Does this savings potential take into account the fact that smart lamps also consume electricity when switched off? How much of a difference does that make?
The standby consumption of Hue lamps has already been included in the calculation. The energy consumption of a Hue lamp in standby is very low. Due to the fact that the use of light with Philips Hue is sensibly automated and light is only used when it is really needed, the burning time is reduced. This offsets the energy consumption in stand-by.
What do I need as an inexperienced smart home beginner to dive into the topic of smart lighting?
Getting started with smart lighting is very simple. Even a single smart lamp allows you to get started via Bluetooth. To really benefit from the advantages, it makes sense to replace as many conventional lamps and lights as possible with smart lamps or lights. If the entire home is to be smartly lit, a Hue Bridge is needed as a control center. Accessories such as motion sensors and smart sockets make the lighting even smarter and more convenient and help to exploit further energy-saving potential.
With smart lighting, I can also save energy by only switching on a lamp when and where it is currently being used. How do the Philips Hue products help me to do this? Are there certain modes or scenes that help me to save energy?
Through the Philips Hue app, users can create efficient schedules and use sensors to turn on lights only when they are needed. This not only reduces unnecessary lighting time to a minimum - users also benefit from more convenient lighting management overall.
In addition, all Hue lamps can be dimmed. If the luminosity of a Philips Hue lamp is dimmed down to 70 percent, for example, energy consumption is reduced by 51 percent. Colored light also saves energy compared to white light. Blue light, for example, offers a
With the popular light scenes from Philips Hue, you can not only create a cozy atmosphere with a click, but also reduce the energy balance. The scenes "Galaxy," "Blood Moon" and "Beginnings" require the least energy. Their energy saving potential is 88 percent.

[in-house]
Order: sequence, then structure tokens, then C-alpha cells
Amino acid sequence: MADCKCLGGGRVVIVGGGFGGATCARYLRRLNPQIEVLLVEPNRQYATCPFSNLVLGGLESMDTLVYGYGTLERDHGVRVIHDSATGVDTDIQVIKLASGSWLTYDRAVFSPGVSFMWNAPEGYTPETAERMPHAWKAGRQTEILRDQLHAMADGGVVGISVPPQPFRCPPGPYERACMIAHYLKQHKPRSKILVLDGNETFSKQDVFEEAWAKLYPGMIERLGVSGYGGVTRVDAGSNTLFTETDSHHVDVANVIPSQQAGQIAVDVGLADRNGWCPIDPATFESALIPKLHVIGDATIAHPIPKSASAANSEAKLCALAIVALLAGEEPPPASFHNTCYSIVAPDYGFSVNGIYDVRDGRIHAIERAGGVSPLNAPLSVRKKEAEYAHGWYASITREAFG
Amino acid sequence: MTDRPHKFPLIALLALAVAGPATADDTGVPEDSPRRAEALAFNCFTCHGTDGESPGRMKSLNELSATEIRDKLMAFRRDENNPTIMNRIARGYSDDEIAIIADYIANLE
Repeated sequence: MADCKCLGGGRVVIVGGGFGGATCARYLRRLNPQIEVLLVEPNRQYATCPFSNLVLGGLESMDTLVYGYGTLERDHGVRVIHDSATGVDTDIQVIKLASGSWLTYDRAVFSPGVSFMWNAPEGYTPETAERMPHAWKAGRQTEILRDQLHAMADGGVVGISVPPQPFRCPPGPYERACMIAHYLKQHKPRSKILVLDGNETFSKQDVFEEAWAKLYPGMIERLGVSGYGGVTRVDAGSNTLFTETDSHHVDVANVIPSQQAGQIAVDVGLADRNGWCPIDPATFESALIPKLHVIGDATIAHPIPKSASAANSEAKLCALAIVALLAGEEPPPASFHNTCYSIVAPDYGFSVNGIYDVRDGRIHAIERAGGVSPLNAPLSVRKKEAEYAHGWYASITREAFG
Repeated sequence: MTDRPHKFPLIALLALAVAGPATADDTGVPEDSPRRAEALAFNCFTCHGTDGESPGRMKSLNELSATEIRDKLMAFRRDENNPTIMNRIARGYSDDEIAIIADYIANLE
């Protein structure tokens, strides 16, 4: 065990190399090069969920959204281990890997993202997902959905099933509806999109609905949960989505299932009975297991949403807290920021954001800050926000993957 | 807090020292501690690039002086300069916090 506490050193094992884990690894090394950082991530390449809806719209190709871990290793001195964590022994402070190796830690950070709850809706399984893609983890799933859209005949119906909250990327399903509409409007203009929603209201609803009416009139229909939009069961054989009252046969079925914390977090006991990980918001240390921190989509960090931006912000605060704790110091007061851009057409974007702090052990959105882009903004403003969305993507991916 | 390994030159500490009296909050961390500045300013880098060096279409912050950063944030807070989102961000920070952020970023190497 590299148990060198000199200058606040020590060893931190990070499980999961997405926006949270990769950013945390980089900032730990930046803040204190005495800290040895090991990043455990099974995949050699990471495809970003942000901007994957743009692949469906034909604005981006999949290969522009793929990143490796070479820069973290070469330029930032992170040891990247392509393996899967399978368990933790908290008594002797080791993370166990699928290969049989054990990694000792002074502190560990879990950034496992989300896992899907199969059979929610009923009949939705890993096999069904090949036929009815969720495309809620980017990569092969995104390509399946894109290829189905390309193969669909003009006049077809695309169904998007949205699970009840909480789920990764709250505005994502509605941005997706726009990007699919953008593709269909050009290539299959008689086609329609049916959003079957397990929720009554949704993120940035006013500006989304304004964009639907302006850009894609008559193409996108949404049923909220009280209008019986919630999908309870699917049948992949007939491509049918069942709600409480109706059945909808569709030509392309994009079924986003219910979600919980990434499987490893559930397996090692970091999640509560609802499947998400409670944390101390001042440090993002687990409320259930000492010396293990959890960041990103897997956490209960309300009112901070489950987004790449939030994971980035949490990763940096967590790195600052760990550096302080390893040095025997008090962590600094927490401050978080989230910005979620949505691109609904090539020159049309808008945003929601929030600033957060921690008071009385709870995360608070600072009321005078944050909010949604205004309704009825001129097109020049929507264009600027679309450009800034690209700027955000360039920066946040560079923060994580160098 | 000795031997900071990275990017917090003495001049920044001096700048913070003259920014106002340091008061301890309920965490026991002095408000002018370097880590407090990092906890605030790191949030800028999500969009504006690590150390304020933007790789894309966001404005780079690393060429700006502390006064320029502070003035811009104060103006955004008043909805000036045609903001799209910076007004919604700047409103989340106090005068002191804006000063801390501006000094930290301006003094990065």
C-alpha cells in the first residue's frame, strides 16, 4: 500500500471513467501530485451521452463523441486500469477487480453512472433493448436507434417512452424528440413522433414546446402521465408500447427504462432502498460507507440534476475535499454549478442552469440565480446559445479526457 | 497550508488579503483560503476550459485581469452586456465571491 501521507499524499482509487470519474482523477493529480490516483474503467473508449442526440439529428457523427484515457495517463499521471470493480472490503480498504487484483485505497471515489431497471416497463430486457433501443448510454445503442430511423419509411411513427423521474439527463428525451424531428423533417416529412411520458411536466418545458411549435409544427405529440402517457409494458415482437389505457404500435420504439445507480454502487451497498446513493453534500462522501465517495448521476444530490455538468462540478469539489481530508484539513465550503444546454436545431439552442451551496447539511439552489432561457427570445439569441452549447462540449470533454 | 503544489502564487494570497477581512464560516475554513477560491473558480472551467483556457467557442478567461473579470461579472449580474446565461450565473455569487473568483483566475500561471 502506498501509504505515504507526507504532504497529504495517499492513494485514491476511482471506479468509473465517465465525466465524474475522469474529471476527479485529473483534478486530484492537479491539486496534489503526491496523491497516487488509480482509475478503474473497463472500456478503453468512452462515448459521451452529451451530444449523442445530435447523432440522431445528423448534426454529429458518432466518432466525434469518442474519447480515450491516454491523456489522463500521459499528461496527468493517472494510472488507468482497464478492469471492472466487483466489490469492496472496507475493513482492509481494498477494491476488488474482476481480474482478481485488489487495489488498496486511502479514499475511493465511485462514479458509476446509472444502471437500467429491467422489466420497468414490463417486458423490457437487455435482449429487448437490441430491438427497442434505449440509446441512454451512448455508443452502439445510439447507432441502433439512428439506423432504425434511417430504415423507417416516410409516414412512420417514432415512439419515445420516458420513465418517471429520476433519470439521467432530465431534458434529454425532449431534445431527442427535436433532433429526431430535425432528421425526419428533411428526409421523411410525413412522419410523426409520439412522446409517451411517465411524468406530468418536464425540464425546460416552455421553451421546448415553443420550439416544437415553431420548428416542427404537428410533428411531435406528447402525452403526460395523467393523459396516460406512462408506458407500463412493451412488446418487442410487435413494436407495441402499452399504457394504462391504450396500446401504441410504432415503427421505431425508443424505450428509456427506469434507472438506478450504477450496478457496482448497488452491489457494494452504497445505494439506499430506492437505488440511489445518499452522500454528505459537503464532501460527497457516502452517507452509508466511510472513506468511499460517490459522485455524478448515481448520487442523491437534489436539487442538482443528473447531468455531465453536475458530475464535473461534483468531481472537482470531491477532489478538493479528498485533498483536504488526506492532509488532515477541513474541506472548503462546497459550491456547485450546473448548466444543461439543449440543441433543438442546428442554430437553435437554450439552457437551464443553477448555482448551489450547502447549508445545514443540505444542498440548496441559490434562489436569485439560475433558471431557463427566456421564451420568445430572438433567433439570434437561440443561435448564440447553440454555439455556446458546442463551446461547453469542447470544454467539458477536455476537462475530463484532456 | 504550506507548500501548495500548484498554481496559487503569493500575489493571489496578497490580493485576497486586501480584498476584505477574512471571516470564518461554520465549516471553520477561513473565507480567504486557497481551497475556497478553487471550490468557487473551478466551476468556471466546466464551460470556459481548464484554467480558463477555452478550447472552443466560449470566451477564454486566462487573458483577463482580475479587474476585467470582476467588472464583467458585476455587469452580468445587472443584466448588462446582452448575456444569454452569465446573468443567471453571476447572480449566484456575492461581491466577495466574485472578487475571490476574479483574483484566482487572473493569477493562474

Many thanks to Signify and especially to Mr. Gerwin van der Horst for answering our questions!
We have now explored three major areas that can save you money in addition to the comfort and convenience benefits of the smart home. There's still plenty you can do around the house, and we at NextPit are eager to dig deeper into the topic. So take this post as a rough path to follow if you want to get started on your smart home.
There are also many tips that you can use to save energy independently of the smart home. Take a look at co2online, which has plenty of tips on how to save energy. Alternatively, you can get advice from consumer advice centers or read up on the subject at the Energy Information Administration.
Thanks to my lovely colleague Camila, I also stumbled across energy-saving tips from the Department of Energy. There, you can read about well-presented points on why we should all save as much energy as possible: We not only conserve resources, we also protect the climate and save money! So if you don't want to save energy for the climate, you should at least do it for yourself and your wallet!
Please feel free to leave us your comments if you've been living in a smart home for a while and have more energy-saving tips for us. Which area do you save the most at home and what can you recommend to the NextPit community?